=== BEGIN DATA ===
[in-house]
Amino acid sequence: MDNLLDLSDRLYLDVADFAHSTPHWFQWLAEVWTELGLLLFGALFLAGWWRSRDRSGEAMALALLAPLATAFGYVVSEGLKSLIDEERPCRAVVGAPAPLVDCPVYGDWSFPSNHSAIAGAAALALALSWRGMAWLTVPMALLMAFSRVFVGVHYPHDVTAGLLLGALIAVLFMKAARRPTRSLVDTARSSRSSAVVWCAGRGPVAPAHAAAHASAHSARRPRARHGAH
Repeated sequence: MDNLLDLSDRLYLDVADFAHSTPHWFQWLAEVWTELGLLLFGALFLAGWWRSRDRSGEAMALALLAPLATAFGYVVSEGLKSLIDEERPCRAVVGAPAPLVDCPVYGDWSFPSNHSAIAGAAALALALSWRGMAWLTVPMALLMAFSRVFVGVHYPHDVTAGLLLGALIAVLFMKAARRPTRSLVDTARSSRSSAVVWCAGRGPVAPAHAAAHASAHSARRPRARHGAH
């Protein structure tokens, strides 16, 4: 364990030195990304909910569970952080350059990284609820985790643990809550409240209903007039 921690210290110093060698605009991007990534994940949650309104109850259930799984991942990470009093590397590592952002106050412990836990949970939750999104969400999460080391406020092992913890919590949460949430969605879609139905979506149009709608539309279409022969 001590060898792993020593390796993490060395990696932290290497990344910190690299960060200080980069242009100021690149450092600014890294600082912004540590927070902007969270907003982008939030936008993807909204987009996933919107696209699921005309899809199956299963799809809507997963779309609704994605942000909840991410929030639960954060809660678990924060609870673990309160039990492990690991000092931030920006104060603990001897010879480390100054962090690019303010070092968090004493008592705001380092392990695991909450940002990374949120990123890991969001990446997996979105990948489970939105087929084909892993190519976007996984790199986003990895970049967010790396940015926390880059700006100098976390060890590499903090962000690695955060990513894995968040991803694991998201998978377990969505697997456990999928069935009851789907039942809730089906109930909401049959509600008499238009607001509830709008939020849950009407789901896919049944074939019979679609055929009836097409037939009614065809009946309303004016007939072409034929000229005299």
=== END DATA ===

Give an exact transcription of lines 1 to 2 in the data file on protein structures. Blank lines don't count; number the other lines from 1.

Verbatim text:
[in-house]
Amino acid sequence: MDNLLDLSDRLYLDVADFAHSTPHWFQWLAEVWTELGLLLFGALFLAGWWRSRDRSGEAMALALLAPLATAFGYVVSEGLKSLIDEERPCRAVVGAPAPLVDCPVYGDWSFPSNHSAIAGAAALALALSWRGMAWLTVPMALLMAFSRVFVGVHYPHDVTAGLLLGALIAVLFMKAARRPTRSLVDTARSSRSSAVVWCAGRGPVAPAHAAAHASAHSARRPRARHGAH